Robert Sidney 1595-1677

From Book Owners Online

Robert SIDNEY, 2nd Earl of Leicester 1595-1677

Biographical Note

Son of Robert Sidney, 1st Earl of Leicester, of Penshurst. Educated at Christ Church, Oxford, he was extensively involved in diplomacy in Europe in the 1630s and spent three difficult years as Lord Lieutenant of Ireland in the early 1640s; he retired to Penshurst thereafter and was little involved in national affairs. His later years were marred by disputes with his son Philip, who was with his father during many of his ambassadorial years, and as a supporter of Oliver Cromwell was involved in politics and Irish affairs during the 1640s and 50s. After his death the earldom passed in quick succession through the next two generations.


The Sidney family library at Penshurst began to be developed in the 16th century but was substantially built up by the 1st and 2nd Earls. We do not know the size of the library by the time of the 1st Earl’s death, but a series of commonplace books demonstrate a wide range of reading, and a few books of his, some in handsome bindings, survive in various libraries. A catalogue of the Penshurst library compiled by Gilbert Spencer in the 1650s/60s lists ca.4800 volumes, showing the extent of its growth under the 2nd Earl. The published account of the library by Warkentin and others, which includes speculation as to how it might have been housed, comments on the breadth and eclecticism of the library, with up to date publications in various European languages, on many subjects.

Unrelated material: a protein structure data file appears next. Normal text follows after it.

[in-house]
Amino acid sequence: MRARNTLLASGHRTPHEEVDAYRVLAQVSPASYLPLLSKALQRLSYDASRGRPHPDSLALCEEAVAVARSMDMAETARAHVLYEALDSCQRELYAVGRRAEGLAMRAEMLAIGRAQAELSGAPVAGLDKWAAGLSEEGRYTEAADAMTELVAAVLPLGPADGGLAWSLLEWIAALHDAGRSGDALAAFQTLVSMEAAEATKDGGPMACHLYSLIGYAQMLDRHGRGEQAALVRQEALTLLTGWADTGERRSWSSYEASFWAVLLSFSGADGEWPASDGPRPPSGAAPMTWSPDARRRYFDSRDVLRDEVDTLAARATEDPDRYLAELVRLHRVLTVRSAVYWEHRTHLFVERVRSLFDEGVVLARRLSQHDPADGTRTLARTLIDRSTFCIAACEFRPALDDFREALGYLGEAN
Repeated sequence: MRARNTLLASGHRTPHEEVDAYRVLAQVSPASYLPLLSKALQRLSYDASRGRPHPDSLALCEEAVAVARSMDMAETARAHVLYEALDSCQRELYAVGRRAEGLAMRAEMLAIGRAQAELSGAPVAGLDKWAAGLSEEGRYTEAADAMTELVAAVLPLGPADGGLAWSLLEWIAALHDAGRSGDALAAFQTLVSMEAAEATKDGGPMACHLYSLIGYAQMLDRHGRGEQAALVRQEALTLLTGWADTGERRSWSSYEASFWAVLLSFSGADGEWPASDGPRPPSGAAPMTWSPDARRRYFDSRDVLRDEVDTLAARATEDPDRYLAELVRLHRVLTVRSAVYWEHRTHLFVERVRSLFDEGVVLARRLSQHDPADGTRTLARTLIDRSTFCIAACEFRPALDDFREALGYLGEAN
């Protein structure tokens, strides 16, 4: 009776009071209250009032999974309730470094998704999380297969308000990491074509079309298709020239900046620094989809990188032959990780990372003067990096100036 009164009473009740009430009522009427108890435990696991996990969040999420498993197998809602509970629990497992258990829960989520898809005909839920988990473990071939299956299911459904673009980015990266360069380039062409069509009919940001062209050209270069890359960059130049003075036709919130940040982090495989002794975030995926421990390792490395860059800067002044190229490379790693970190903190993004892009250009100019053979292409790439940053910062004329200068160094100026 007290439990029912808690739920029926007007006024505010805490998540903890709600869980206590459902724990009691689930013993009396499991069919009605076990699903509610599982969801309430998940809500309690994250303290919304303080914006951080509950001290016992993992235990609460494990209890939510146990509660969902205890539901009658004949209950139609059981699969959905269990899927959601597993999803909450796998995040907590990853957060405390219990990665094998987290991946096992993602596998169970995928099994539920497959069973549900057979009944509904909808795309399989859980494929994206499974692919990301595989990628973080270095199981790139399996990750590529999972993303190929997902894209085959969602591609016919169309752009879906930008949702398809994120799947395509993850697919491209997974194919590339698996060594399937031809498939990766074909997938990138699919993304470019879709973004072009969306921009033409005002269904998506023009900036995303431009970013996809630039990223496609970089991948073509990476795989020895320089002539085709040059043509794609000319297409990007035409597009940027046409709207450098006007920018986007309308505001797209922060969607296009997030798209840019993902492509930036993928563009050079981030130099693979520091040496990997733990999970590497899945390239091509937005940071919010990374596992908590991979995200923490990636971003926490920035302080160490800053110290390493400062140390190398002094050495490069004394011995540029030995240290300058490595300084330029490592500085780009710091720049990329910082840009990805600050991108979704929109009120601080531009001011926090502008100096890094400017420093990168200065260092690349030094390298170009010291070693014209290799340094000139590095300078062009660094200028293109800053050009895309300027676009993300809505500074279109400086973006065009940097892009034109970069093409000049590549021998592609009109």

After the 2nd Earl’s death it was less augmented by later family members. The whole collection was sold by the 7th Earl in 1743 to the London bookseller Thomas Osborne, who promptly dispersed it via a series of sales for which no catalogues survive. Only a small number can be traced today, in various libraries around the world. Examples: Bodleian J-J Sidney 183, Gough, Chetham’s Library DD4 28 18124.

Characteristic markings

Many of the books acquired at Penshurst during the 17th century were not inscribed or otherwise marked, which is why so few can be traced today. A number of books with armorial stamps associated with the 1st Earl are recorded in the Armorials Database (some of these relate to the books bought for Oxford); the 5th Earl had a bookplate made dated 1704 (Franks 28696-7, *41, *56).